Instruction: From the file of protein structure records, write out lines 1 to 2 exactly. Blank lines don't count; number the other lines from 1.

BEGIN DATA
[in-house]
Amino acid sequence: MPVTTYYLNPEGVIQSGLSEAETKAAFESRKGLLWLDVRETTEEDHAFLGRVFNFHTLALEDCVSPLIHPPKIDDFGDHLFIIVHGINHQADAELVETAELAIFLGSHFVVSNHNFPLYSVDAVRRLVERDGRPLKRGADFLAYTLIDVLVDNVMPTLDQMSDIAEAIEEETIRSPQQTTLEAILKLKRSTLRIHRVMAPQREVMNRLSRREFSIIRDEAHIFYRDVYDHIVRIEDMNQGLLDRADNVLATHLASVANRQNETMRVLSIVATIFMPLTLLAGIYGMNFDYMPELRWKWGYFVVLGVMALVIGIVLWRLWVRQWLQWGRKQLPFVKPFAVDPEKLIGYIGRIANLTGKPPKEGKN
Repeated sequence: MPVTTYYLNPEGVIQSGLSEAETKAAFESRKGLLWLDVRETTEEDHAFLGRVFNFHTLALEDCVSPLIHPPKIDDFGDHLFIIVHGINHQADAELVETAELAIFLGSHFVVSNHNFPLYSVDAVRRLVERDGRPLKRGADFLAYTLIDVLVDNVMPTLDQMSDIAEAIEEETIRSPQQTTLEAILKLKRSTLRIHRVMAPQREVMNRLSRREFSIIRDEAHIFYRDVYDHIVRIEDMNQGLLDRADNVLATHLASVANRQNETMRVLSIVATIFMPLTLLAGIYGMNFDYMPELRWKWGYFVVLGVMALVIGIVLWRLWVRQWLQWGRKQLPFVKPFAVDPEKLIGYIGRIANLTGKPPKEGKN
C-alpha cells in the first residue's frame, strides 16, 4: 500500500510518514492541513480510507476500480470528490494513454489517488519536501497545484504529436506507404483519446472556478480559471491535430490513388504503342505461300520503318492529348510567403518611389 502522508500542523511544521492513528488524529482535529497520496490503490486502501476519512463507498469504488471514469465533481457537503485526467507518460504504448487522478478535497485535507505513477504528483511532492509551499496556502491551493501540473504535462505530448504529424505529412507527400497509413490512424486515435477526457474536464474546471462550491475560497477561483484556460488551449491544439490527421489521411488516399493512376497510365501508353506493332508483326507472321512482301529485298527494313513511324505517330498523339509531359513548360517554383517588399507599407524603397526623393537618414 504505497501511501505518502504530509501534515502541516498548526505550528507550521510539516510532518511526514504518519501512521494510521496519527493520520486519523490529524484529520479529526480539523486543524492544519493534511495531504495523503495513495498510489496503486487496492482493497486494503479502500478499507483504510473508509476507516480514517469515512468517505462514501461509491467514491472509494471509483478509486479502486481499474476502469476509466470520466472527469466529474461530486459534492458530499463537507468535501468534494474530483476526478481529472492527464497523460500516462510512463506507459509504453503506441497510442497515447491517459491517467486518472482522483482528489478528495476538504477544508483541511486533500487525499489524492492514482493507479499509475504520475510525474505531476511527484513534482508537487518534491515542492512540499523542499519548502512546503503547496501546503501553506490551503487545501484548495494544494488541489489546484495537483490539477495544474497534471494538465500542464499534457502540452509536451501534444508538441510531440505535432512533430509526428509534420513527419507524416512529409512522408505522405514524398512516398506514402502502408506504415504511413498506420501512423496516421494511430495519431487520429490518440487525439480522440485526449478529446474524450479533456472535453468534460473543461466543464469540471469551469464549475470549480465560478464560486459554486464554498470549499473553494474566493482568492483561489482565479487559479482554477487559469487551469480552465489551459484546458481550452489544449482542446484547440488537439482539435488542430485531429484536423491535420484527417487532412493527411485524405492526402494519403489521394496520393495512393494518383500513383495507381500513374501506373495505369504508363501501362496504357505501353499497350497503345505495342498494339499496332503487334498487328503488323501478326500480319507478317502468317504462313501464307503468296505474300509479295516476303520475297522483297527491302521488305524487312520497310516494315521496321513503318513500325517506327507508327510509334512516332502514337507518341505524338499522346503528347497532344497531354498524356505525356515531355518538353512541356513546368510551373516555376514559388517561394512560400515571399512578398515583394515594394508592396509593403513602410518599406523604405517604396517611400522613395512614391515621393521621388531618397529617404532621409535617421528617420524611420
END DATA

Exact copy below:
[in-house]
Amino acid sequence: MPVTTYYLNPEGVIQSGLSEAETKAAFESRKGLLWLDVRETTEEDHAFLGRVFNFHTLALEDCVSPLIHPPKIDDFGDHLFIIVHGINHQADAELVETAELAIFLGSHFVVSNHNFPLYSVDAVRRLVERDGRPLKRGADFLAYTLIDVLVDNVMPTLDQMSDIAEAIEEETIRSPQQTTLEAILKLKRSTLRIHRVMAPQREVMNRLSRREFSIIRDEAHIFYRDVYDHIVRIEDMNQGLLDRADNVLATHLASVANRQNETMRVLSIVATIFMPLTLLAGIYGMNFDYMPELRWKWGYFVVLGVMALVIGIVLWRLWVRQWLQWGRKQLPFVKPFAVDPEKLIGYIGRIANLTGKPPKEGKN